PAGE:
|Canadian pro-life officials are wary of news that an English-language version of the political affairs magazine Cité libre will be available throughout Canada.
Founded in 1950 by former Prime Minister Pierre Trudeau and Gerard Pelletier, Cité libre at one time enjoyed tremendous influence in Quebec’s intellectual and cultural elites. Cité libre has also been described as a catalyst in shaping Quebec’s “Quiet Revolution” in the 1950s and 60s.
The magazine today is billed as a voice for liberal values, social justice and national unity. It seeks to “break down the wall of silence” between English and French Canada by publishing identical commentary in both official languages.
Although the magazine’s influence waned during Trudeau’s years as prime minister (1968-1979, 1980-84), it regained strength as a federalist voice in Quebec in the late 1980s.
It now seeks to counterbalance the prevailing view among Quebec intellectuals that separatism is the only viable option for the province.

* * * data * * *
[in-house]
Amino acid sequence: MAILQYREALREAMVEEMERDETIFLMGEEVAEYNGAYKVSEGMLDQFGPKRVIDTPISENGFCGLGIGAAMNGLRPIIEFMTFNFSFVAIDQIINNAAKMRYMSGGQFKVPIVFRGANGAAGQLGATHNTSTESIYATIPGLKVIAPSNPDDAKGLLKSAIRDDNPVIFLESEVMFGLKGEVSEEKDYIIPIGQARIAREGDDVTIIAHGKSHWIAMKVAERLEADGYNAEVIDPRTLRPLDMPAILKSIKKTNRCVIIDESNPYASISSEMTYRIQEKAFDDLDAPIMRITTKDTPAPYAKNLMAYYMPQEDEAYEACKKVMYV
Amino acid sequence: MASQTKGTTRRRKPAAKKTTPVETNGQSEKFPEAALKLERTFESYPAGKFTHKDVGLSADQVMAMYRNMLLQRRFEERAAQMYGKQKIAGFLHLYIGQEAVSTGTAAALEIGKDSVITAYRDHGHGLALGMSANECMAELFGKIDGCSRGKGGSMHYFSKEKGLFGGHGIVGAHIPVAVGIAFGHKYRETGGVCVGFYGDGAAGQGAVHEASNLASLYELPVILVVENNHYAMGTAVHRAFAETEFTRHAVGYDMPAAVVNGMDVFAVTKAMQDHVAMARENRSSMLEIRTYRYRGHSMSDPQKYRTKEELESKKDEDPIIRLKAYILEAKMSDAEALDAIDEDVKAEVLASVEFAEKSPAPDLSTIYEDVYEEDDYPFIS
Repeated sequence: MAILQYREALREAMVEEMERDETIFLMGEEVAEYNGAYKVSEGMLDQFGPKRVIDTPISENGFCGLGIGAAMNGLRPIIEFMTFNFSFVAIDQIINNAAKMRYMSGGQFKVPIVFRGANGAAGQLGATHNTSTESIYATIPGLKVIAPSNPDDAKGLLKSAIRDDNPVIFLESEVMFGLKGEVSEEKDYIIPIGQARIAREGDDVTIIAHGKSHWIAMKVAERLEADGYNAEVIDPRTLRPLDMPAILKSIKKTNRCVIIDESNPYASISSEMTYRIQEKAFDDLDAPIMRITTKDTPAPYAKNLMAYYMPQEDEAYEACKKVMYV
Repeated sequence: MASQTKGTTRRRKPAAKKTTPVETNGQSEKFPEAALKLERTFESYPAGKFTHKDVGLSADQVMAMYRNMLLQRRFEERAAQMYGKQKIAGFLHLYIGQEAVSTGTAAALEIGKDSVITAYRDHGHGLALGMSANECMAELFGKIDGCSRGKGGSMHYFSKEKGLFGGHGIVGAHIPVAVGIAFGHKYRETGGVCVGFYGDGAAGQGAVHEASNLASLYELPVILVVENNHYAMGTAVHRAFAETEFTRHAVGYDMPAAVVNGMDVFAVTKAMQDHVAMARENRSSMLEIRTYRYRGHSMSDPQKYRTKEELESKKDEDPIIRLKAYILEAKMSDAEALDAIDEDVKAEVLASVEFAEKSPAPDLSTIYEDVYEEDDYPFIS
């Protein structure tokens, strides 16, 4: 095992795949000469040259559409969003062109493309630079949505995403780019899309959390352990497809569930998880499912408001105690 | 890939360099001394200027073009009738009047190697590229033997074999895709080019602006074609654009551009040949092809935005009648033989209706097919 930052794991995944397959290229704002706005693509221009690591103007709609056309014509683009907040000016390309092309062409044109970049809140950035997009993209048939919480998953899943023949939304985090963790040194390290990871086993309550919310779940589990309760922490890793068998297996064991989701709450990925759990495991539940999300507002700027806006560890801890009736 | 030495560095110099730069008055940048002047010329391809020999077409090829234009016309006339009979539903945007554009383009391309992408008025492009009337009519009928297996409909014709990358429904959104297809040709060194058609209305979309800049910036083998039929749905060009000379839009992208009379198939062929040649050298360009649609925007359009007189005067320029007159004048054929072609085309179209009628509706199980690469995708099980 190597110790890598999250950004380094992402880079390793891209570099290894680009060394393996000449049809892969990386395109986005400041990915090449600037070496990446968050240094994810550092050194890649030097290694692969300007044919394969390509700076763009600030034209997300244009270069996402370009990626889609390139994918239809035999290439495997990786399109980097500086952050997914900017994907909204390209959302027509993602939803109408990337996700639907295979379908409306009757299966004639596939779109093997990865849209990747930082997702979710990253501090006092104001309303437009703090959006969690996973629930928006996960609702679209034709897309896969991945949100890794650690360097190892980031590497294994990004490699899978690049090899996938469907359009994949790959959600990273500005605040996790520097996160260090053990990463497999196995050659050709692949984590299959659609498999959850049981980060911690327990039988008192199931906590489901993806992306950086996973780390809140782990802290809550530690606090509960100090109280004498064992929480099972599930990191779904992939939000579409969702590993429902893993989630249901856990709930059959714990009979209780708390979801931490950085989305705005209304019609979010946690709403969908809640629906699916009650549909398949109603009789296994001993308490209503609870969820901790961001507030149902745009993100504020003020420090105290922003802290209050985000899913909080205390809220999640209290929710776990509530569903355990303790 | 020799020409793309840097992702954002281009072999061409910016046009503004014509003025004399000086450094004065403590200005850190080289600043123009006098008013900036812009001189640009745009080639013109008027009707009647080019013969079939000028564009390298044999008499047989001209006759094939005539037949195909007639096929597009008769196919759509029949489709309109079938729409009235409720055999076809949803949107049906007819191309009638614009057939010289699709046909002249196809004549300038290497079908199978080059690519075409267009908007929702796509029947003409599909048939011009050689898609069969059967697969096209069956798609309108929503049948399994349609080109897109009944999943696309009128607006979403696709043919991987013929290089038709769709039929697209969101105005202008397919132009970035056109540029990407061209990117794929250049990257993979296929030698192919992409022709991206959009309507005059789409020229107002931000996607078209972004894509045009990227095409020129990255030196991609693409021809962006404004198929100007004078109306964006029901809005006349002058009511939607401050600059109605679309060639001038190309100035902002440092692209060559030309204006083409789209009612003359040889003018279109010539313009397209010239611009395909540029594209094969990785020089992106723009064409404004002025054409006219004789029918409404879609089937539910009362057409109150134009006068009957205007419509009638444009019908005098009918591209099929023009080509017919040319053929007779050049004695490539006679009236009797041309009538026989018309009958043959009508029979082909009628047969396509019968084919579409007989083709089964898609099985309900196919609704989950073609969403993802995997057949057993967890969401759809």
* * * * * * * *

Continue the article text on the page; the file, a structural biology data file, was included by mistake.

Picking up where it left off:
The English version of Cité libre was launched at a Jan. 19 gathering in Toronto with Trudeau and a host of his former Liberal cronies on hand. Similar launching ceremonies were scheduled for Ottawa, Halifax and Vancouver.
In the 1950s, Cité libre was highly critical of former Quebec premier Maurice Duplessis’ stranglehold on the province’s political power. At the same time, the magazine opposed what it called the “repressive power” of the Catholic Church in Quebec, calling instead for a modern, pluralistic state.
Some see a link between this rush to embrace secular-humanist values and the sorry state of pro-life affairs in Quebec in the 1990s.
In his 1985 booklet The Secular State, Catholic Insight magazine editor Father Alphonse deValk suggested Trudeau was all too ready to relegate religion and faith to the private sphere.
“Pierre Trudeau, on assuming office as minister of justice in 1967, showed himself ready to accommodate the new intellectual and moral order by introducing permissive legislation for divorce, homosexuality and abortion,” Father deValk wrote. “In private, he could be guided by religion, but not in public.”
Father deValk concludes in the booklet that “Trudeau’s contribution to political secularism, in all its impossibility and with all its contradictions, is more significant than anything else he did.”
While Canadian pro-lifers welcome any initiative supporting national unity, some are troubled by the secular-humanist values espoused by the magazine’s founders.